Public hearings are occurring for the proposed Northern Gateway pipeline that would transport crude oil from Alberta’s oil sands to the northern British Columbia port of Kitimat. There the crude would be loaded onto oil tankers plying the B.C. coastal waterway and sent to China.
There are billions of dollars at stake and the Prime Minister, it appears, will not tolerate anything but a swift and affirmative decision for the project. Various government ministers have, in effect, labelled those who raise concerns as “radical environmentalists” and enemies of the state who are financed from abroad. The government signalled in its recent budget that it will have the Canada Revenue Agency crack down on charitable organizations considered to be too political. It is no secret that they are taking aim at environmental groups.
David Suzuki has chosen to step down from the board of the foundation that he created so that he can continue speak his mind – and he hopes that the Suzuki Foundation will not become a target of the government. The government has also promised that it will shorten the time that it takes to hold an environmental hearing. This kind of activity by governments is common in most petro states. The amount of money at stake is astronomical and that usually trumps democratic process or environmental concern. Continue reading Jim Manly at Northern Gateway pipeline hearings
I was thinking over the Easter weekend of Father Bob Ogle, my late friend and political mentor. It was in April 1998 that he died at age 69 after more than a decade of serious illness. I wrote a brief piece about him for the Lives Lived section of the Globe and Mail and the article appeared in the newspaper on May 25, 1998. I am reproducing it here.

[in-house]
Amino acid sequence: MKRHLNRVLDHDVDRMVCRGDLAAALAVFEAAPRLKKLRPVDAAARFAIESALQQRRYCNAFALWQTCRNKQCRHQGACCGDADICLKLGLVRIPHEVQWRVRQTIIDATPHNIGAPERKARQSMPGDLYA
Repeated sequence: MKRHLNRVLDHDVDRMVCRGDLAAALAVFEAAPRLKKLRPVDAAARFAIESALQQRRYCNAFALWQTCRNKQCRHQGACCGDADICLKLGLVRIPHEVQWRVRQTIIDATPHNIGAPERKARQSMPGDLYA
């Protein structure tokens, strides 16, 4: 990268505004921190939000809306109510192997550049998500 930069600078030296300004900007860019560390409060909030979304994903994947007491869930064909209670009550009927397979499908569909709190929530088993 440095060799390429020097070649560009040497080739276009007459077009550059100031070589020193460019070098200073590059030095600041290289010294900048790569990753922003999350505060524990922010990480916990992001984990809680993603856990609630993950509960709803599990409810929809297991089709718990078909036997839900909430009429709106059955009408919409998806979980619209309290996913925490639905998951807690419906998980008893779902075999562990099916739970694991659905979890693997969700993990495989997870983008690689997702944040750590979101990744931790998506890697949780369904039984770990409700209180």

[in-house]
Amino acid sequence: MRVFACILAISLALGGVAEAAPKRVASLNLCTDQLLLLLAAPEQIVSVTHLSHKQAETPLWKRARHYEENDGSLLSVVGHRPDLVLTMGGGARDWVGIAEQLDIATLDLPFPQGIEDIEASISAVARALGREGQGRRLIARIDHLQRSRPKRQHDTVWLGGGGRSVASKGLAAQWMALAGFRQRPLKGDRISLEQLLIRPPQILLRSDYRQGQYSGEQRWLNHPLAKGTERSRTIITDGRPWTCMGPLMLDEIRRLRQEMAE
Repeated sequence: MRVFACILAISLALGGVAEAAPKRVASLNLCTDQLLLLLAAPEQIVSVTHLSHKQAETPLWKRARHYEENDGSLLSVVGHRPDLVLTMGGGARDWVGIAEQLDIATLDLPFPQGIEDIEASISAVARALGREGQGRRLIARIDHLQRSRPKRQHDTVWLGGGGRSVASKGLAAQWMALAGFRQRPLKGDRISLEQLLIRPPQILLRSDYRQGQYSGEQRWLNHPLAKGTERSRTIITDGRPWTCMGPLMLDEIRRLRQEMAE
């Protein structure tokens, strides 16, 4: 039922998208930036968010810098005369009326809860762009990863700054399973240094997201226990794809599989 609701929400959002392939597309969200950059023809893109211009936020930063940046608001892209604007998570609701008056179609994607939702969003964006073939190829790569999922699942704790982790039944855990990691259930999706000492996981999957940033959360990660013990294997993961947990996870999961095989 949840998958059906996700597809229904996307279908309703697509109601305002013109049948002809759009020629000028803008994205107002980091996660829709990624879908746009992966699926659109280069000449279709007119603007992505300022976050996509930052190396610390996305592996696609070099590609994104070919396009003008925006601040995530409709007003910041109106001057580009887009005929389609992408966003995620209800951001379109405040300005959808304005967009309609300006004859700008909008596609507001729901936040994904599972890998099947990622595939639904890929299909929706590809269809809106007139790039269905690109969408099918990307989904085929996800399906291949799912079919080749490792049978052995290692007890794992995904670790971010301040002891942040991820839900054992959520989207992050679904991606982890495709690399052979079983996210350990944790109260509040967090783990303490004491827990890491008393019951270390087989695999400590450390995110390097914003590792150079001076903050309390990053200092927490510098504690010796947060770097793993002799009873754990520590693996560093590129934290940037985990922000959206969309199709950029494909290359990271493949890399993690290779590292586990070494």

Father Bob Ogle. Priest, missionary, author, Member of Parliament. Born on Dec. 24, 1928 in Rosetown, Sask. Died of cancer in Saskatoon, April 1, 1998, aged 69.
Father Bob, as he was commonly called, was a renaissance man, if one may so describe a Catholic priest. He was raised on a poor farm during the Great Depression in a devout Irish Catholic family. He studied for the priesthood in London, Ontario, then returned to Saskatoon where he became an energetic parish priest and seminary rector. Continue reading Remembering Father Bob Ogle
My recent book book Pulpit and Politics has been reviewed in the Clarion Journal of Spirituality and Justice, an on line publication. The reviewer is Ron Dart, a professor in the Department of Philosophy & Politics at the University of the Fraser Valley in Abbotsford, B.C. You will see that he recommends the book and is pleased that it deals with religion as an authentic force in public life, rather than dismissing it out of hand as is commonly done in secular academic analysis. He criticizes me, though, for being soft on religious progressives while being hard on religious conservatives. Also, he disapproves of my describing the current reality in Canada as one of competing religious ideologies, one progressive and the other conservative. Continue reading Pulpit and Politics, a review by Ron Dart
Farmers fought long and hard to create the Saskatchewan Wheat Pool in 1924, but 88 years later the company, now known as Viterra, is being sold to a Swiss-based multinational called Glencore for $6.1 billion. This is a sad story, a kind of morality tale about the gradual destruction of self-help, local initiative, community control and co-operation. With a few exceptions, there has been virtually no critical media analysis of this event that looks at it from the bottom up. So, as someone who grew up in a small prairie village where the Wheat Pool elevator and the local Pool committee were fixtures, let me offer some observations. I’ll begin with an anecdote. Continue reading Viterra kills Sask Wheat Pool legacy